Carolina Observer, (Fayetteville, NC) August 19, 1834
From the Cheraw Gazette

Myrtle Bridges   November 13, 2009

A circumstance of intense interest occurred recently in the neighborhood of Laurel Hill, N.C.-A son of Mr. Murdoch Gillis, 
we are informed, about five years old, wandered from his father's house on the morning of Wednesday week. The distressed 
parents with their immediate neighbors instantly commenced a vigorous search for him, but without effect. On the succeeding 
Thursday and Friday, the woods, including a section called Gum Swamp was scoured to an extent of from ten to fifteen miles
by the whole neighborhood. Some traces of the little sufferer were occasionally seen. The impression of his footsteps, 
broken bushes, where he had apparently endeavored to relieve his extreme hunger by eating the green buds and twigs,--a half 
demolished May apple, &c., with appearances of having soon disburdened his stomach of its nauseous contents,--were the various 
means by which he was followed no less than three times across Gum Swamp run-passing over on logs not at all used for crossing,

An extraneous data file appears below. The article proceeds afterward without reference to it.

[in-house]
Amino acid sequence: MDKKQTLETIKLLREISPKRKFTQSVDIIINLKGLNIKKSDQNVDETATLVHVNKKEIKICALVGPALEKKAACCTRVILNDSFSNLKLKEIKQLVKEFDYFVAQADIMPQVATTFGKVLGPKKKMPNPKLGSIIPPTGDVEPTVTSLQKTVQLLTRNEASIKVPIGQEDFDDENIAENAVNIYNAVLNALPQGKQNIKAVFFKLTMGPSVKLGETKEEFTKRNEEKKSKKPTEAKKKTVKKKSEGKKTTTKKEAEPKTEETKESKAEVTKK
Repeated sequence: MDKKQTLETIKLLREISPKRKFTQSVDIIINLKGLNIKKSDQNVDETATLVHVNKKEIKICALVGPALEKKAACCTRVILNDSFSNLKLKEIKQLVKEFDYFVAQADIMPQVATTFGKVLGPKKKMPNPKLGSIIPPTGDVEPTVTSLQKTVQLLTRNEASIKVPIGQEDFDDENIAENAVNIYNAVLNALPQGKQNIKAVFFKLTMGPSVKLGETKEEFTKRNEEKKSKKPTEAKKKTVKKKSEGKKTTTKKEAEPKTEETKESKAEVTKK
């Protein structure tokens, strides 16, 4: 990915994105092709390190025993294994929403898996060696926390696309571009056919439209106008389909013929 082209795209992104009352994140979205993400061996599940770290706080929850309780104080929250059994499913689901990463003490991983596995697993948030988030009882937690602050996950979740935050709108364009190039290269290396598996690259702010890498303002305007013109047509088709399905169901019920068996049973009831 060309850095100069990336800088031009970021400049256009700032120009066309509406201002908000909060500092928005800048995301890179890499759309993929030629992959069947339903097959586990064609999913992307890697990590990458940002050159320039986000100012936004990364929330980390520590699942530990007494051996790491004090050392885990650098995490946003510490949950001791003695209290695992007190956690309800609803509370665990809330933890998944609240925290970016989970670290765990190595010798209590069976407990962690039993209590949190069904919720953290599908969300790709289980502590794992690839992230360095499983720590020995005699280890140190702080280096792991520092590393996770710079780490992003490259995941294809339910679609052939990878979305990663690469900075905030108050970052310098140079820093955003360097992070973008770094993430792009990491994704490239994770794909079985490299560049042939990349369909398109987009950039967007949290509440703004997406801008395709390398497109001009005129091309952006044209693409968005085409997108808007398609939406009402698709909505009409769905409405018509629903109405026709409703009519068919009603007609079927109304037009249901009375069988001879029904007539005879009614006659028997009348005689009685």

being dangerous and difficult of access; one person, in attempting to pass over one of these logs, fell into the water. Friday 
evening came; three days of unremitting exertions had passed, and the agonized parents had yet no tiding of their child! There 
remained now little hope of finding him alive.

On Saturday morning the search was renewed with increased energy. Between two and three hundred persons had collected, many coming 
from ten to fifteen miles. They were resolved to make one more faithful effort, to leave not a rod of ground un-trodden, which 
promised the least hope of success. The exertions were continued with no better success until nearly sunset on the evening of the 
fourth day of the child's wanderings.-His father was the foremost to descry him, in an old field, ten miles from home, and having 
walked probably not less than twenty-five miles, without a mouthful of food during the whole four days. His frame was so emaciated 
and weakened that he could scarcely drag his little limbs along; still he was walking on, looking for his father's house. On seeing 
his parent, the child burst into a hearty laugh, and fell into his arms, excessively delighted to see him. Someone presented him a 
biscuit, which he devoured instantly, but it caused sickness and vomiting.

The boy was conveyed home by his rejoiced parents, and though very feeble was doing well.

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